The Greenie Pig gets religion on global warming
Forgive me, Earth, for I have sinned.
You see, a dear childhood friend of my boyfriend’s got married last Saturday. Our attendance was a foregone conclusion — there was no way Ted could miss his bro’s big day. Problem was, we live in Seattle, and this wedding was in Marfa, Texas, a tiny town a full eight hours’ drive from Austin. We had to travel — a lot — to reach this blessed event. With travel come carbon emissions, and with carbon emissions comes guilt. If it helps, I feel really bad about it.
Perhaps the most hardcore greenies out there would say we shouldn’t have attended this wedding, period. But it was too emotionally important to us to skip, so off we went. We flew from Seattle to Austin with a stopover in Denver (more than 3,300 air miles, according to the carbon calculator at ClimateCare.org). Then we loaded the groom’s Nissan Xterra with four passengers and drove to Marfa (428 miles). We sniffled during the vows, we toasted the happy couple, and we partied into the night. And then we headed home. And we generated a helluva lot of carbon dioxide to do it.
Being bad can feel so good, but now that it’s over and done with, I’m looking to atone. I’m certainly not alone in this desire — witness the variety of carbon offset programs that exist to serve this very need. It’s an alluring idea: You compensate for the carbon emissions your vacation unleashed upon the world by paying someone else to plant trees or other activities that take CO2 out of the atmosphere. For just a few bucks, you get the equivalent of a glass of warm milk and a pat on the head. “Don’t worry, everything is just fine,” the carbon offset coos as it lulls you off to sweet, guilt-assuaged sleep.
If you think that sounds too good to be true, it is. Most green thinkers agree that carbon offsets aren’t a true solution to the travel problem, arguing that limiting overall emissions should be the real goal and that offset programs could take decades to really make a difference. But if an easy offset purchase is out, what’s there to do about all that sinful carbon from Marfa?
I’m starting my own offset program. I vow to directly and personally offset every pound of carbon dioxide created by our Seattle-Denver-Austin-Marfa excursion by cutting back on my carbon footprint at home. If I can remove the emissions that I would have created without this plan, surely that will make it up to our atmosphere, won’t it? I got to take an amazing trip, and in the end, my total carbon footprint will be the same as if I’d simply sent a “Congrats, lovebirds!” card instead.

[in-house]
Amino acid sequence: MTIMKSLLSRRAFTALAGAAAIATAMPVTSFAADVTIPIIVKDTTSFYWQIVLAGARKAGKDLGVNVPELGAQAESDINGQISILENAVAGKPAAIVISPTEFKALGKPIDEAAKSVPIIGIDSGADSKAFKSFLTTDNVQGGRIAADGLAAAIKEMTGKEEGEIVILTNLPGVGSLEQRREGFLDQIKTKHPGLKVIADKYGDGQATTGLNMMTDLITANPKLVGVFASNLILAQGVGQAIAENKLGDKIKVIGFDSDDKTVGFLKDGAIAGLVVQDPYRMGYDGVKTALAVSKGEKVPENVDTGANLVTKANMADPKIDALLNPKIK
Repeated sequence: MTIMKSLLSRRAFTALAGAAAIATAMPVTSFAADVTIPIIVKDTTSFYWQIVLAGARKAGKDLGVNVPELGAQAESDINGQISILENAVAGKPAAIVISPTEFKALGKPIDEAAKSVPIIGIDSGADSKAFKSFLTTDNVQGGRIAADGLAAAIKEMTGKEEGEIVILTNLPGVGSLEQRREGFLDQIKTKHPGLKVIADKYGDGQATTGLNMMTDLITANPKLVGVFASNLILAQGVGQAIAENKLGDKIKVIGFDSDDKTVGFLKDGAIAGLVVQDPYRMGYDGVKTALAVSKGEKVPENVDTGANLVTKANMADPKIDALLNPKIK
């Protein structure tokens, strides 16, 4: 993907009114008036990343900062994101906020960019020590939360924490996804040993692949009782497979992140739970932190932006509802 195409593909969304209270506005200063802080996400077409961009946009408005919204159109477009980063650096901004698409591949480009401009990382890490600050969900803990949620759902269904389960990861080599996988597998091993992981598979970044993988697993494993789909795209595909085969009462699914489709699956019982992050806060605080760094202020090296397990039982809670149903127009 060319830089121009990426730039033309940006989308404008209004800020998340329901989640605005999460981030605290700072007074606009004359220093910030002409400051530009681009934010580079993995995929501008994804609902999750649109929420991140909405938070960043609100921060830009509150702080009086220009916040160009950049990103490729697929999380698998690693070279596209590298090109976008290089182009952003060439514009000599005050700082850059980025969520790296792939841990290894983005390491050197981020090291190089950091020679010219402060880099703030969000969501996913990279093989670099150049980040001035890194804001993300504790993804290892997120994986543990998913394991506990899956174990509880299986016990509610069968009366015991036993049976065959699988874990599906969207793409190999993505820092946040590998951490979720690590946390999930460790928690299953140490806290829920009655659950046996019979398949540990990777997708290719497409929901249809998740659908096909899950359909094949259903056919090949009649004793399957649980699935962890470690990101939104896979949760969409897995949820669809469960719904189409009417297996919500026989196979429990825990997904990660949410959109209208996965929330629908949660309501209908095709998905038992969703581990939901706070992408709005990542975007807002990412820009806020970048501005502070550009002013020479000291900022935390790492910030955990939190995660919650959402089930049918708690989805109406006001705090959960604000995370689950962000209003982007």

Of course, this is trickier than I thought. My first problem is figuring out exactly what my emissions debt actually is. I Googled “carbon emissions calculator” and I got a bunch of options, all of which gave me different estimates for my trip. I’ve decided to average the results from three different calculators: Climate Care, TerraPass, and CarbonFootprint. This gives me a whopping 1,557.7 pounds of CO2 for the flight portion of the trip.
And let’s not forget that long haul across the Texas desert from Austin to Marfa. Again, I’ve averaged the results from three calculators (Climate Care, Terrapass, and The Nature Conservancy instead of CarbonFootprint this time). Because we had four passengers, I’m technically only responsible for one-fourth of the car’s emissions, so I divided the footprint by four (the other three can find their own damn atonement plan). My round-trip emissions: 300 pounds of CO2.
My total damage, then, is 1,858 pounds of carbon. If there’s an environmental inferno for sinners like me, I fear my trip would land me in at least the third circle of Hell. You know, the one reserved for gluttons.
Getting that debt back down to zero is a daunting task. For one thing, there are a lot of energy-saving measures that I can’t do because I rent an apartment in a small building. I don’t control the heat in our individual home, so I can’t turn it down. Nor can I invest in big efficiency measures, like replacing windows, adding insulation, or getting an Energy Star dishwasher. Plus, I’m going to be strict here and say that green measures I already take — such as cold-water laundry or taking the bus around town — don’t count against my carbon debt because I would have done them anyway. Not even my composting worms will buy me forgiveness.
So what’s left for a poor sinner to do? I checked the EPA’s tipsheet to start. I can still stand to install a few CFLs, and that leaky bathroom faucet can finally get fixed. I can also ditch the clothes dryer and rig up a few clotheslines across the apartment. I can shorten my indulgent showers and install a water-saving showerhead. Drive less. Bus more. Bike even more than that. Take the most dramatic steps possible to set all this right. Got any suggestions? Please, share ’em. I’ll provide regular updates on my progress as the year goes on.
By the way, you know how difficult a carbon offset would be for that flight? As difficult as writing a check for $11.90 to Terrapass. It’s tough being principled, ain’t it?